By: George J. Newton
How Does Your Writing Create A Language Barrier?
“In Paris they just simply opened their eyes and stared when we spoke to them in French! We never did succeed in making those people understand their own language.”―
Twain’s quote addresses one of the fundamental problems with language. We think we’re speaking and writing succinctly, yet our readers are left scratching their heads, confused.
When writing, you are thinking about so many things. You’re hoping that you’re getting your point across correctly and that your readers will get what they need from your post. However, do you ever consider how easy it is to read your work when you’re writing?
You could unintentionally put barriers in place that make it harder to understand what you want to convey in the post. When you do this, you’ll be turning valuable readers away. Here’s how a language barrier can be costing you readers and what you can do to minimize this.
Jargons and Second Languages Create the Barriers, Too
Language barriers happen all the time, without the writer intentionally creating a problem. For example, if you’re writing for an academic paper, then it’s so easy to start using jargon. If someone else in your field reads the post, they know what you mean and don’t need a thesaurus to understand the technical words. If they’re not familiar with the terminology and phrases, it will be much harder to read through.
‘Using jargon slows the reader down, as they won’t understand a word or phrase,’ says journalist Jennifer Mann from Academic Brits. ‘They’ll have to parse out what you mean or look it up. Only the most dedicated are going to do that, while others will give up.’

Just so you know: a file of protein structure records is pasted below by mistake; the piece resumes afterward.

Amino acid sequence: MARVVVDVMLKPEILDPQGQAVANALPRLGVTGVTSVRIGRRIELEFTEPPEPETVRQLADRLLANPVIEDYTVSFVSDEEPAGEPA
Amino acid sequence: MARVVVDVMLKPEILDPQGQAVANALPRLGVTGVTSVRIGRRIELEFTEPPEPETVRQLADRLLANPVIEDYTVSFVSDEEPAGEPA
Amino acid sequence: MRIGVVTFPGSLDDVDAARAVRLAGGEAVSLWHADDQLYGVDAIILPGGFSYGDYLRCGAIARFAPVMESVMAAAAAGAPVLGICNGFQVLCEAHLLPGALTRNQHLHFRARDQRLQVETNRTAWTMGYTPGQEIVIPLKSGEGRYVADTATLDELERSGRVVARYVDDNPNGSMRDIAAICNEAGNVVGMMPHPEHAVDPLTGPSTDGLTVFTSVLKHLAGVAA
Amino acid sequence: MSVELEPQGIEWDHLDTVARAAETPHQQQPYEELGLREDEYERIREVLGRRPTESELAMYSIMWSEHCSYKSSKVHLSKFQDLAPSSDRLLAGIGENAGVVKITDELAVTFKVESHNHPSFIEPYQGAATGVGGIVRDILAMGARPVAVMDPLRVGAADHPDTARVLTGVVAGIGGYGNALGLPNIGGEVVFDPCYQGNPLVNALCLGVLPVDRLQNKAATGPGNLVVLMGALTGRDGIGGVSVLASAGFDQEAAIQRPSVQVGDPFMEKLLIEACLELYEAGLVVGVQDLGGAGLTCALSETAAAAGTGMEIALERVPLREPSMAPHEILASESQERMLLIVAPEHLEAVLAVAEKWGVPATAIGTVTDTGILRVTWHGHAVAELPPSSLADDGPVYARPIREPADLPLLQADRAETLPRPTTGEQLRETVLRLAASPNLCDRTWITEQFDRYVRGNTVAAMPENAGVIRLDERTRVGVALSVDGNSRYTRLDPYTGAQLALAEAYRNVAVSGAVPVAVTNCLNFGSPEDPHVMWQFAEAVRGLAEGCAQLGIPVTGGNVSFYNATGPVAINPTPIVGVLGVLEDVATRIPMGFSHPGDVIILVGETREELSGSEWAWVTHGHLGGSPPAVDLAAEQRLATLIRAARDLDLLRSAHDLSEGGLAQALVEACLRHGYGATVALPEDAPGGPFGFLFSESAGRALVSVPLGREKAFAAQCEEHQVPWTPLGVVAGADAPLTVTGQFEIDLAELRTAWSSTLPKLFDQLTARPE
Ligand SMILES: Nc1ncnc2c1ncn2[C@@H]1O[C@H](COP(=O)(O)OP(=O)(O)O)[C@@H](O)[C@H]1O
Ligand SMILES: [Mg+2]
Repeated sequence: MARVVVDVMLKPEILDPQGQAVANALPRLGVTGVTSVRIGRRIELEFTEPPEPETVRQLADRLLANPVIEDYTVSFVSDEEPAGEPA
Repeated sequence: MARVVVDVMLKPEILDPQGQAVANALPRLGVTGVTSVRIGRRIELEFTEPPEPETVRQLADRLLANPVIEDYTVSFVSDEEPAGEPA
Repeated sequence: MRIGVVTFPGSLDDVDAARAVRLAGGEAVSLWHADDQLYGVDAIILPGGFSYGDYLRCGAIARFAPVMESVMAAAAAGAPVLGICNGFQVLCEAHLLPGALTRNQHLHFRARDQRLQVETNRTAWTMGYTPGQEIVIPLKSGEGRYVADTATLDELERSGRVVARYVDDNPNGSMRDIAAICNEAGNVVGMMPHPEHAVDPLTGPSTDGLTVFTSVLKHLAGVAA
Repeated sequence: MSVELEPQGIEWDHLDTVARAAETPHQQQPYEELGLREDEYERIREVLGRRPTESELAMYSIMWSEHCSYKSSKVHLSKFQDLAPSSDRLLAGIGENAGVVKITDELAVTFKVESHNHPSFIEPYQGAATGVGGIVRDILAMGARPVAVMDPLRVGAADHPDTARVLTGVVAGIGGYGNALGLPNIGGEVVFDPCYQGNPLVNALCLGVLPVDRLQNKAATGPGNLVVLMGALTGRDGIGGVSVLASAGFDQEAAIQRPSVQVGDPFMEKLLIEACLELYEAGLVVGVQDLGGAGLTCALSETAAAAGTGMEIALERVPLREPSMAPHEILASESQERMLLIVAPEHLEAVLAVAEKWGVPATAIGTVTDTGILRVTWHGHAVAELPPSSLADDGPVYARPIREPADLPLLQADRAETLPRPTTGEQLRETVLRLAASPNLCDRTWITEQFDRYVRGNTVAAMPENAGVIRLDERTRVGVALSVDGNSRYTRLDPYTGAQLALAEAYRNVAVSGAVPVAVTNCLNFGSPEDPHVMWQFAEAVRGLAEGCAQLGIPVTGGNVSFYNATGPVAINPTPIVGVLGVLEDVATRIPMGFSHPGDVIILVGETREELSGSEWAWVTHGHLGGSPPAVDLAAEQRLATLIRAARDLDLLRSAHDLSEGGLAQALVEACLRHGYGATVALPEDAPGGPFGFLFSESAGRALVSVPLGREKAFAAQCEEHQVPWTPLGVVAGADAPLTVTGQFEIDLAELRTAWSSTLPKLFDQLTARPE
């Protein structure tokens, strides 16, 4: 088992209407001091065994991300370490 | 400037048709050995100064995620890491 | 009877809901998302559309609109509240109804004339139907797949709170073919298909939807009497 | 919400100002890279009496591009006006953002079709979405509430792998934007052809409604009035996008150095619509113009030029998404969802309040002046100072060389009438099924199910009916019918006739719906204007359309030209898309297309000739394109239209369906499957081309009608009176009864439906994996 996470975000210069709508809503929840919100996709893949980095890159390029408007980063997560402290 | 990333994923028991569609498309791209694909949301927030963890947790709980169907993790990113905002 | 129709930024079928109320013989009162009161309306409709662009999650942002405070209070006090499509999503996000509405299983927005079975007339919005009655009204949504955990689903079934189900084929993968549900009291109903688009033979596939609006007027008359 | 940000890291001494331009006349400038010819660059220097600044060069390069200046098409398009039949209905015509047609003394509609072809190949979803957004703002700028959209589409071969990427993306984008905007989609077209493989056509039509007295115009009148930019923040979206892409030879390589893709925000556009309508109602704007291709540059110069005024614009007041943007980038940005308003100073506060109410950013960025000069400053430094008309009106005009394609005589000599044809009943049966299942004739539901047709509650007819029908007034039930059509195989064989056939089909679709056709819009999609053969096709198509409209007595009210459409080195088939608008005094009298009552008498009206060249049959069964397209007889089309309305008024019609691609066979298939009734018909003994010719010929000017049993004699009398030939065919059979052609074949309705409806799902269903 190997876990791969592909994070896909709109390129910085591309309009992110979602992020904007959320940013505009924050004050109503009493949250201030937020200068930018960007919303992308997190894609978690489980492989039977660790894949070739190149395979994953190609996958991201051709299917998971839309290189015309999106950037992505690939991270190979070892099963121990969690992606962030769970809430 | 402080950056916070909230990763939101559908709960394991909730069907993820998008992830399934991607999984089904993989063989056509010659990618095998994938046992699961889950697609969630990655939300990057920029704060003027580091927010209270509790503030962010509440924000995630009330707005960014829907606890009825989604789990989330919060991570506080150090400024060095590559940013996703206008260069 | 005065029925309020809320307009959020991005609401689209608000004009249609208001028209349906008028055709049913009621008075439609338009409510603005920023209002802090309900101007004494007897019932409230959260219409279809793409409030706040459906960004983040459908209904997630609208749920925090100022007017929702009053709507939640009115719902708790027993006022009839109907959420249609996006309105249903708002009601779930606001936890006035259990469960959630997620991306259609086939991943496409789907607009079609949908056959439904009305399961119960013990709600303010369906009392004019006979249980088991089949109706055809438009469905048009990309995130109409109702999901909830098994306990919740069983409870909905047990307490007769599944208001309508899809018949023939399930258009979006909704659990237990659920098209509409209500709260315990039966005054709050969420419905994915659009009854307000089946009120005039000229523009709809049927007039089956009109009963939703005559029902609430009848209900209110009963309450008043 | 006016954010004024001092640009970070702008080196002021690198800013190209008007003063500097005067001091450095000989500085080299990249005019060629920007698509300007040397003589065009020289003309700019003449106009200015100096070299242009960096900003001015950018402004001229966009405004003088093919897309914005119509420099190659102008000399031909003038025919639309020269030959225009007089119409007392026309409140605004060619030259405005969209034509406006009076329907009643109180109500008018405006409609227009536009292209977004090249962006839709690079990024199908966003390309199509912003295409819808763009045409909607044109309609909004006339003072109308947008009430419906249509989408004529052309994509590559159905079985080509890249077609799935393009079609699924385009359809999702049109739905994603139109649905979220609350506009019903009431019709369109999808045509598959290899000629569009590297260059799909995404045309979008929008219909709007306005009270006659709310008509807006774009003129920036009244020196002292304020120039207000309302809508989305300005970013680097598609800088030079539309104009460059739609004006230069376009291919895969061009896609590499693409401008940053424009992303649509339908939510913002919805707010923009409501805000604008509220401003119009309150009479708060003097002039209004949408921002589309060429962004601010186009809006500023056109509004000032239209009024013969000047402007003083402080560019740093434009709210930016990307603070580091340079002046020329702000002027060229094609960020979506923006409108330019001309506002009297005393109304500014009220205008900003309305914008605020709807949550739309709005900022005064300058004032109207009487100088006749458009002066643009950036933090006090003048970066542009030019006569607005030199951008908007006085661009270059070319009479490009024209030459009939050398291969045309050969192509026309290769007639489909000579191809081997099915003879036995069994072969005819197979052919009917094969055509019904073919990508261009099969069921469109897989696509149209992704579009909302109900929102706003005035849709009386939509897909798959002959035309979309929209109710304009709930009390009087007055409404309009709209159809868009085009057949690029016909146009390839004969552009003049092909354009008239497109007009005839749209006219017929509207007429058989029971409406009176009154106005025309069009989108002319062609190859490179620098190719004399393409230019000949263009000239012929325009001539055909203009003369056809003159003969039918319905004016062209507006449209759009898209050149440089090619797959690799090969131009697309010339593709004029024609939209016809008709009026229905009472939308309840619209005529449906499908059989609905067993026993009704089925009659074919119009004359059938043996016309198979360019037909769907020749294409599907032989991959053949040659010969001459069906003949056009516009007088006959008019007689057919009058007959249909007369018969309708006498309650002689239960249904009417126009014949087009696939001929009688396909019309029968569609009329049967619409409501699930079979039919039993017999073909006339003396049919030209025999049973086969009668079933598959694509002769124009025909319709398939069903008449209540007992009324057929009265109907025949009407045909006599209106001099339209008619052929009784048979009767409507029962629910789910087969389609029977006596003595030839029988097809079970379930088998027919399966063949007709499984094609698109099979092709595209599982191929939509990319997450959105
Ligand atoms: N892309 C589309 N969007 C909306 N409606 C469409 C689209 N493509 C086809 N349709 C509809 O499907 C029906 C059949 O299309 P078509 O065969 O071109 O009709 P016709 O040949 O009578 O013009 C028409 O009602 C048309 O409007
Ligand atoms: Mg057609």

You’ll also need to consider the literal language barrier, as well. If someone’s first language isn’t English, that will make things harder for them as they read your writing. Even someone fluent in English as a second language will have trouble if you’re using idioms and similar expressions. 60% of the international students accepted into American Universities had difficulty in reading and writing in a language different then their own. It makes it more challenging to understand the core point of your writing, so you could quickly start losing readers.
The Importance Of Clear Writing
Why should you worry about the language barrier when it comes to writing? As long as you reach your core audience, it should be fine. If you’re writing for a very small audience, then yes, perhaps. But in most cases, you’re looking to reach a wider group. You want them all to get the right message from your writing, and so you need to take care with what you write.
For example, consider the non-English speaking and EAL communities in the US during the COVID 19 pandemic. When the outbreak happened, many found it difficult to get reliable information about what was happening. That meant they had to go to less reliable sources to get what they needed.
It would be best if you made your writing as clear as it can be. That way, your audience should encounter fewer barriers and take away all the key points.
How To Overcome The Language Barrier
How do you ensure your writing is as clear as can be? There are a few things you can do to open up your writing and remove that barrier. Here are some ideas to improve your writing and remove the language barriers: